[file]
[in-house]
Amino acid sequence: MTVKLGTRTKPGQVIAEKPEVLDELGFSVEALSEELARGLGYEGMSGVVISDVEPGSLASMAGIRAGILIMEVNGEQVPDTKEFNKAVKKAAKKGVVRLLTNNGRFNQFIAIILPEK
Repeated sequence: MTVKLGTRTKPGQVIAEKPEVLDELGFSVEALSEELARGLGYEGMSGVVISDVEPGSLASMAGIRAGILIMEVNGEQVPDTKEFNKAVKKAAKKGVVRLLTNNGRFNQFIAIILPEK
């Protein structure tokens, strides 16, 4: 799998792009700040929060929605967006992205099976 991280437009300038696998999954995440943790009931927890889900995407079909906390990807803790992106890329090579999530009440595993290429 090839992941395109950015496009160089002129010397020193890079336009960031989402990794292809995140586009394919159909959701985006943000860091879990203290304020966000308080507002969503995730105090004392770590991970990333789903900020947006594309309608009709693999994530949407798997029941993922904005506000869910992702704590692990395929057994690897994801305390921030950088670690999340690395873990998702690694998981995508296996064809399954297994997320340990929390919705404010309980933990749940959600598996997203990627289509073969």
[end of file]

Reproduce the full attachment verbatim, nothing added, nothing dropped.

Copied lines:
[in-house]
Amino acid sequence: MTVKLGTRTKPGQVIAEKPEVLDELGFSVEALSEELARGLGYEGMSGVVISDVEPGSLASMAGIRAGILIMEVNGEQVPDTKEFNKAVKKAAKKGVVRLLTNNGRFNQFIAIILPEK
Repeated sequence: MTVKLGTRTKPGQVIAEKPEVLDELGFSVEALSEELARGLGYEGMSGVVISDVEPGSLASMAGIRAGILIMEVNGEQVPDTKEFNKAVKKAAKKGVVRLLTNNGRFNQFIAIILPEK
């Protein structure tokens, strides 16, 4: 799998792009700040929060929605967006992205099976 991280437009300038696998999954995440943790009931927890889900995407079909906390990807803790992106890329090579999530009440595993290429 090839992941395109950015496009160089002129010397020193890079336009960031989402990794292809995140586009394919159909959701985006943000860091879990203290304020966000308080507002969503995730105090004392770590991970990333789903900020947006594309309608009709693999994530949407798997029941993922904005506000869910992702704590692990395929057994690897994801305390921030950088670690999340690395873990998702690694998981995508296996064809399954297994997320340990929390919705404010309980933990749940959600598996997203990627289509073969």